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WHAT WORKS IN EDUCATION The George Lucas Educational Foundation

University of Texas at Austin: A Formula for Preparing High-Quality Math and Science Teachers

Math for the masses. Science, too.
Sara Bernard
Journalist
Related Tags: Project-Based Learning
Courtesy of University of Texas at Austin

The preparation of classroom teachers is more than a job for a single college," says physics professor Michael Marder, codirector of the UTeach program at the University of Texas at Austin. "It's a university-wide responsibility."

So goes the philosophy behind a new kind of teacher-preparation program -- one that aims to increase the number of high-quality math, science, and computer science teachers in K-12 schools through a partnership between the university's College of Natural Sciences and its College of Education. Its highlights include a faculty combining research scholars with master classroom teachers, award-winning criteria for technology integration, and an extensive package of postgraduate induction services.

Taken together, innovations such as these have garnered UTeach $125 million from the Exxon-Mobil Foundation to replicate its model nationwide. All math and science majors at the university are encouraged to become classroom teachers. Undergraduates can begin the program as early as their freshman year and complete it in addition to their original major. As an added incentive, the introductory courses -- which include multiple field experiences in local schools -- are offered free of charge. "It is these experiences that often convince students that this is something they want to do," says Larry Abraham, UTeach's codirector.

To accommodate the demands of multiple majors, the program is streamlined, focused, and intense. Courses and field experiences closely align with a set of guidelines called the Holistic Program Evaluation Model, which contains specific benchmarks for technology integration (for which UTeach won the International Society for Technology in Education Distinguished Achievement Award in 2002) and learner-centered instruction.

Graduation requirements include, for instance, an understanding of how technology-enhanced lessons can facilitate higher-order thinking and a demonstrated emphasis on classroom teamwork and inquiry-based activities. Candidates must submit electronic portfolios containing self-assessments, observations by master teachers, and student work samples to show they have met these objectives.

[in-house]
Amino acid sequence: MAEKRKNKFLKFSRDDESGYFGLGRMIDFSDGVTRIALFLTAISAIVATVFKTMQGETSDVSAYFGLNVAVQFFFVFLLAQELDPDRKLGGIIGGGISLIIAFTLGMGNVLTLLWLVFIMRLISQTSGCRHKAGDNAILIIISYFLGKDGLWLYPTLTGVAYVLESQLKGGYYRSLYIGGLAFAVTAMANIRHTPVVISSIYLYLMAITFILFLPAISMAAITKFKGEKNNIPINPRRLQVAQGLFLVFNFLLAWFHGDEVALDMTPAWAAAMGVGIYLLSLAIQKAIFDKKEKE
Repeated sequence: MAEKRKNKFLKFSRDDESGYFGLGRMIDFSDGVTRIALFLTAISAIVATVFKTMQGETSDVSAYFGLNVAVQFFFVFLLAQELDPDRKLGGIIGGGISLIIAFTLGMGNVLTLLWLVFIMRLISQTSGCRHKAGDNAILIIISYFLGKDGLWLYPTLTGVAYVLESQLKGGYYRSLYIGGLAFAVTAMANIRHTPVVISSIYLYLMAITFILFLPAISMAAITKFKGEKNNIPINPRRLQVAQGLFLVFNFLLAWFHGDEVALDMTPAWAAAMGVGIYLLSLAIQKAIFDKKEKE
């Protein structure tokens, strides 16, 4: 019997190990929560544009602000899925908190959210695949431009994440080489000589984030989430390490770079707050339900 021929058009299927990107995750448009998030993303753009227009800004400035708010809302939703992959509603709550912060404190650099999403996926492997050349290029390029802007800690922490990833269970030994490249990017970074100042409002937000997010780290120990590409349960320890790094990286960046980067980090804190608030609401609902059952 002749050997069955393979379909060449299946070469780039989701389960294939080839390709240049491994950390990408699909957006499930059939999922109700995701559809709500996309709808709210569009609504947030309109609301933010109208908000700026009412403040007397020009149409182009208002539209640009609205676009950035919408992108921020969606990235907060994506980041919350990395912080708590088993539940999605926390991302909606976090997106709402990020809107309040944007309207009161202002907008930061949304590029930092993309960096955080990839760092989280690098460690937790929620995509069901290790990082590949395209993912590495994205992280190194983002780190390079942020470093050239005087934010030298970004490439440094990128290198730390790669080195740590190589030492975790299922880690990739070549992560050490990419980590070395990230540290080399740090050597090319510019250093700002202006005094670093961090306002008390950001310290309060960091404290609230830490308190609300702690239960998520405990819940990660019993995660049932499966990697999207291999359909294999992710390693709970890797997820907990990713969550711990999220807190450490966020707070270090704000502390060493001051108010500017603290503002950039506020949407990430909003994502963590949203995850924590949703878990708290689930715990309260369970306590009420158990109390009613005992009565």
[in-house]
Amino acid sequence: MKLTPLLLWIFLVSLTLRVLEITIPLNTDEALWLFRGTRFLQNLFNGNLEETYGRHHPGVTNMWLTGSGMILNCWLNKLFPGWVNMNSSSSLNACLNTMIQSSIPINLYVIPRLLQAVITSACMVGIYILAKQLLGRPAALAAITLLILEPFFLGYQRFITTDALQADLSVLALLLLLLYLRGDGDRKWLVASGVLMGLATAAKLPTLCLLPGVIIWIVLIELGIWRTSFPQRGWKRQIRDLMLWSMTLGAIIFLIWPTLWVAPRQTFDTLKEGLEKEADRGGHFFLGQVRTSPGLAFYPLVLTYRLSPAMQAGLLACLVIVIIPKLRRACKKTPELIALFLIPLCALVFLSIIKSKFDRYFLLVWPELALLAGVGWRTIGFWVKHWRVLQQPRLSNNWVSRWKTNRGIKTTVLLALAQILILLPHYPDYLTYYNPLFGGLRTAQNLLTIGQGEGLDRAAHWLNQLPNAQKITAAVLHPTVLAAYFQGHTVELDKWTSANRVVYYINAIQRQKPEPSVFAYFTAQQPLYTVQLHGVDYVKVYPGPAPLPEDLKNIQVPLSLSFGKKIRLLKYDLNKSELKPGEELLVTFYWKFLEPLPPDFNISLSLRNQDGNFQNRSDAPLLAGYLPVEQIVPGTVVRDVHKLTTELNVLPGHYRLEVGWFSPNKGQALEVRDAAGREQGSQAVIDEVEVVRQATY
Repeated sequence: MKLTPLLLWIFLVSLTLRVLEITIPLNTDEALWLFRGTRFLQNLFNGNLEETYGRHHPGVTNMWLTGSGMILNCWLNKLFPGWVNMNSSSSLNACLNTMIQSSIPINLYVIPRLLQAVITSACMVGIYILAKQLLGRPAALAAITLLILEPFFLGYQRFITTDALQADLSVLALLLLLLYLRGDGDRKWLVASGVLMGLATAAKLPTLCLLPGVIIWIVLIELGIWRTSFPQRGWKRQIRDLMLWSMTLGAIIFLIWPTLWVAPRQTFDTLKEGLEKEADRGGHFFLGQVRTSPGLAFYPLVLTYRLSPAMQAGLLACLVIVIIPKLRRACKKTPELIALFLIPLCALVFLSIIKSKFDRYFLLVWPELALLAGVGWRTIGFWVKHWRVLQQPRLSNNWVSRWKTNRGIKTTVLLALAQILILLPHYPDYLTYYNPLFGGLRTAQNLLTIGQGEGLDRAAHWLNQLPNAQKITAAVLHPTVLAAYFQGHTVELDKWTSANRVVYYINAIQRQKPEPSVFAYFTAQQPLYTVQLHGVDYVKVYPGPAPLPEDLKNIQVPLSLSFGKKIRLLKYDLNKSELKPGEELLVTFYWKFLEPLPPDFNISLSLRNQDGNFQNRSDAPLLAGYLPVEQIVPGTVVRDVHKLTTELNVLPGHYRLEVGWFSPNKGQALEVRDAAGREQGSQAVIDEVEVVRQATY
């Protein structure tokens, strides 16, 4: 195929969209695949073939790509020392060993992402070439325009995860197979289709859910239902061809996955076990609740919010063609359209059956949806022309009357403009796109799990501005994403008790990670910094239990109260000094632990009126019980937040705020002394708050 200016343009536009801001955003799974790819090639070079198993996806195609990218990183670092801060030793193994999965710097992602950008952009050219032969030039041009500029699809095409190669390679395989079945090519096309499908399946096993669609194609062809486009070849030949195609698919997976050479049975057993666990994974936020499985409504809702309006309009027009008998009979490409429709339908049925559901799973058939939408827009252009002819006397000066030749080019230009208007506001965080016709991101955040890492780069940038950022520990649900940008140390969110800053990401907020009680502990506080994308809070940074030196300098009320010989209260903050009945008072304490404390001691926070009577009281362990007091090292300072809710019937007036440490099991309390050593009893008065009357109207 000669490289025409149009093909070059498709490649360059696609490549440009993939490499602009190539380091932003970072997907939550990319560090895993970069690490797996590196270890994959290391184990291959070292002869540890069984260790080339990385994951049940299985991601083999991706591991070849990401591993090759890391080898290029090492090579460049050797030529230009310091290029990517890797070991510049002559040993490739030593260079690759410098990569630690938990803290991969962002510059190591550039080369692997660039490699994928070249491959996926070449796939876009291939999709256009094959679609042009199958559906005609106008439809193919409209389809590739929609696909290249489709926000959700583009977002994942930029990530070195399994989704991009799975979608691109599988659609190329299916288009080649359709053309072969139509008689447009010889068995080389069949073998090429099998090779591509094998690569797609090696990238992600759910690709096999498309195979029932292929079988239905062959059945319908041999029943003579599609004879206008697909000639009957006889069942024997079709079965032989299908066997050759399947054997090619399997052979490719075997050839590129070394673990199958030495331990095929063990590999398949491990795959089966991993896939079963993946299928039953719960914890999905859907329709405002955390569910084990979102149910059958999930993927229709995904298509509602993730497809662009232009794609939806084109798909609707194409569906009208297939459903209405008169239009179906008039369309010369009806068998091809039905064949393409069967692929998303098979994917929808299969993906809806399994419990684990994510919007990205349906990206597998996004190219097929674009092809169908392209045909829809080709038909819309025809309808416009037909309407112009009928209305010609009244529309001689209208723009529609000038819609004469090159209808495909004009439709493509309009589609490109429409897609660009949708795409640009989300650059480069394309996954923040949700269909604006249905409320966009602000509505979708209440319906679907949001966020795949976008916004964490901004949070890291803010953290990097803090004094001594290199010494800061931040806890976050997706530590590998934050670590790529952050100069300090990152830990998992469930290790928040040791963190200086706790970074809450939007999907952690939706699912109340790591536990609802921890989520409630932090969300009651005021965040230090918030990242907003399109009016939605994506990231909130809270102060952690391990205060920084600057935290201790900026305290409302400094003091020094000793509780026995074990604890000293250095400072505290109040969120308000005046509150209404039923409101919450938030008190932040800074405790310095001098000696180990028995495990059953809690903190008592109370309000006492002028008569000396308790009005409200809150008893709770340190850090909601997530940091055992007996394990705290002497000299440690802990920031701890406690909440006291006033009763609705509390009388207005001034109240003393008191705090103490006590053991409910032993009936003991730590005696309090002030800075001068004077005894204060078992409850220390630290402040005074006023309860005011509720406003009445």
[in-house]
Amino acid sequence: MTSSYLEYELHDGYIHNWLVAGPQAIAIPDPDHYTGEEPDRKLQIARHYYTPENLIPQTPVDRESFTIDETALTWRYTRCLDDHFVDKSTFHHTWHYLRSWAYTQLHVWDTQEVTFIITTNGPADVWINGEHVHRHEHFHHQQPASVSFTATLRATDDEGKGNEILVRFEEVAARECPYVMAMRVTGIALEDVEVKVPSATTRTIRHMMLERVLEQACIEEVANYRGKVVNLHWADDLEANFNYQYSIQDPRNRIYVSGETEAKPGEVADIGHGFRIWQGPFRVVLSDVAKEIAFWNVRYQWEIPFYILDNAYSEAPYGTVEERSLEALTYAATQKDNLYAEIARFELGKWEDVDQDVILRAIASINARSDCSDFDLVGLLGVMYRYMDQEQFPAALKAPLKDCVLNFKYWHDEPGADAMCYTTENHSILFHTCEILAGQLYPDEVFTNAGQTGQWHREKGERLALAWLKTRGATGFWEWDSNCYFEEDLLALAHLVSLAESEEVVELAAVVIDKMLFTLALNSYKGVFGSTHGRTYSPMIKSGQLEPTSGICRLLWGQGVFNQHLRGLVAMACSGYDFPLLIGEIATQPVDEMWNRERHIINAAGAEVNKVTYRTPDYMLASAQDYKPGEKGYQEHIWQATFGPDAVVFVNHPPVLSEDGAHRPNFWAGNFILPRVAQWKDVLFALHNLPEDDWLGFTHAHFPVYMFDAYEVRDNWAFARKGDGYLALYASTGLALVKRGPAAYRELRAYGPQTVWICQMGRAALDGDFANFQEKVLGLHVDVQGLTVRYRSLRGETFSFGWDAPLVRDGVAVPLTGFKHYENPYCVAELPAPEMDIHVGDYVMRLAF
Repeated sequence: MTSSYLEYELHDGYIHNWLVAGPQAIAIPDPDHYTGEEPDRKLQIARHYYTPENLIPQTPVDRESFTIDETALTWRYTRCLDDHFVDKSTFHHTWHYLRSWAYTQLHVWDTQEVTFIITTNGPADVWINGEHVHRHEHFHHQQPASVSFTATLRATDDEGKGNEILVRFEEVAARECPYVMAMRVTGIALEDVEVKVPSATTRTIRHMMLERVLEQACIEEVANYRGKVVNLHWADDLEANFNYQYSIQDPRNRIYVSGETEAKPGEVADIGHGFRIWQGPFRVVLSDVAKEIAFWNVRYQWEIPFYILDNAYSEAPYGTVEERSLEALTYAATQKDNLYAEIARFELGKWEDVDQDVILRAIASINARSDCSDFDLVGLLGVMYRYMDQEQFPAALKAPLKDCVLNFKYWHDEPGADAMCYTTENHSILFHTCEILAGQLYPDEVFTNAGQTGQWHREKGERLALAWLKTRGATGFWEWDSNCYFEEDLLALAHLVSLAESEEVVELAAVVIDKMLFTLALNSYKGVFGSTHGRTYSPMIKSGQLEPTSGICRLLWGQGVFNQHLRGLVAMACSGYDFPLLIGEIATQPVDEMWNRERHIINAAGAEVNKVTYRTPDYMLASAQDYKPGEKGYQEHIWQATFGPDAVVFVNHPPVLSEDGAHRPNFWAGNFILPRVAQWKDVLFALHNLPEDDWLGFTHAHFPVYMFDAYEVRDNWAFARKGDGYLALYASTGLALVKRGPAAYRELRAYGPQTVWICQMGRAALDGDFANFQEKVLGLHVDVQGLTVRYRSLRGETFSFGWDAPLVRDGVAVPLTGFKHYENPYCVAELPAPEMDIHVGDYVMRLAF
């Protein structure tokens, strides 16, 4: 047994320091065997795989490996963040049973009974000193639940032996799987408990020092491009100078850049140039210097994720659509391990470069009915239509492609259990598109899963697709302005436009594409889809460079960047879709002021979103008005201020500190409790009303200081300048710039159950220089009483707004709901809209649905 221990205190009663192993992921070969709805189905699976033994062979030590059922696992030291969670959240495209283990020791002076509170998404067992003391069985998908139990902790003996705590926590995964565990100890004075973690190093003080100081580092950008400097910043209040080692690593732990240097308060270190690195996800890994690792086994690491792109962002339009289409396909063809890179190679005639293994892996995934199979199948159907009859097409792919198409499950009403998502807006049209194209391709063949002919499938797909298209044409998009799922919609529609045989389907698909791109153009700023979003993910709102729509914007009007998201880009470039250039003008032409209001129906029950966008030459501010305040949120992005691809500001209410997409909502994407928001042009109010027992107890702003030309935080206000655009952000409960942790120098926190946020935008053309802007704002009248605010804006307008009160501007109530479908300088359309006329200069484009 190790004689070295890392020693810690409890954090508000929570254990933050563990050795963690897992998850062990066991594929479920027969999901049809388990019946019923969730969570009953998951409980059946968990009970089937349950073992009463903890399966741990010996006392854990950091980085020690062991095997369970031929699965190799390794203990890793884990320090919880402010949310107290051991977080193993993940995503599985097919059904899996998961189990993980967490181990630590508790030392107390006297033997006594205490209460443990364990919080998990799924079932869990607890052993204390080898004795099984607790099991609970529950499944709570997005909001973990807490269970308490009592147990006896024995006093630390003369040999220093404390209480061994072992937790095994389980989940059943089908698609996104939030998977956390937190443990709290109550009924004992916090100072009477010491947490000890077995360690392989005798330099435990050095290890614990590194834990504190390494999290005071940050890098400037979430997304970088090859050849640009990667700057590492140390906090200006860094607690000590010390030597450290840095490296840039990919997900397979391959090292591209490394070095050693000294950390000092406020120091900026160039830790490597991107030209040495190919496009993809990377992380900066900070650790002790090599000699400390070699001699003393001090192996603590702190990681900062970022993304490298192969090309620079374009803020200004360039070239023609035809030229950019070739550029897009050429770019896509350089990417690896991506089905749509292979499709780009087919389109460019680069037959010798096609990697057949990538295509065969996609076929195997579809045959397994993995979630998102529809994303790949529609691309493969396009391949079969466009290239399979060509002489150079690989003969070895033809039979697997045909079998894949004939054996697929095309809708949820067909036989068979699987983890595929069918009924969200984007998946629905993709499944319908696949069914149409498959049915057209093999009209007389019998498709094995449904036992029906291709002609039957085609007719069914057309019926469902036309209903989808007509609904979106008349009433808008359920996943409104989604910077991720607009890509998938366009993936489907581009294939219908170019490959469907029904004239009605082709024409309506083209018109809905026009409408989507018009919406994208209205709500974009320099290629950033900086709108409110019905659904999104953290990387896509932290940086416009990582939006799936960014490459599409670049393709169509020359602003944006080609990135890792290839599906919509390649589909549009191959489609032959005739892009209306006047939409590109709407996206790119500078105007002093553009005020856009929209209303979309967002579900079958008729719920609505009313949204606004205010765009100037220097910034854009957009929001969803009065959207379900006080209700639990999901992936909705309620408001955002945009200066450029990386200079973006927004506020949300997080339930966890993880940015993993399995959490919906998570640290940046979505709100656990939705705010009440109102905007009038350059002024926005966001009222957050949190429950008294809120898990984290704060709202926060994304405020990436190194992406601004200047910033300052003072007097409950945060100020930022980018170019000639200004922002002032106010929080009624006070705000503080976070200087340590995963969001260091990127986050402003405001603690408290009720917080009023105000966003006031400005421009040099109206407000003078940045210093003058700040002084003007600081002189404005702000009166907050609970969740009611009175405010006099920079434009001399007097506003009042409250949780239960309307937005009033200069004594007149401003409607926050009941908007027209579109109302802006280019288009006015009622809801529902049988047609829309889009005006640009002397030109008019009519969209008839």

A project-based-instruction course also addresses these skills; codesigned by a professor and a master teacher, the course investigates multiple approaches to project-based learning and culminates in candidates designing and implementing their own projects with Austin-area students (including, for instance, building telescopes in a high school algebra class).

Though UTeach is still a young program, its model seems to be working. Retention rates for graduates are far above the national average: As of 2006, 80 percent of program alumni who entered teaching in fall 2002 or earlier were still teaching. Of the remaining percentage, says Marder, many stay in education, even if they've left the classroom.

Some credit likely goes to the UTeach faculty's commitment to providing cost-free support services to alumni. Master teachers are available by phone, by email, and even in person. (It is not unheard of for master teachers to book a flight to meet a UTeach graduate in his or her classroom.) An online telementoring program called Welcoming Interns and Novices with Guidance and Support (WINGS) also puts new teachers in touch with experienced mentor educators.

According to Abraham, on-the-job mentoring is so essential to a new teacher's education that UTeach cannot perform one service without the other.

Sara Bernard is a former staff writer and multimedia producer for Edutopia.

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Telescopes's picture
Anonymous (not verified)

Dear Sara,

I was a science major at Bluffton college, and the one thing that really energized me about education and learning to teach was the little telescope that they had outside by the football field. I think it's a great idea for kids in math class to build a telescope. It's a great skill and it uses the education that they already have to accomplish something that they can be proud of. And it takes us back somewhat to the beginning of the scientific era... Galileo and such.

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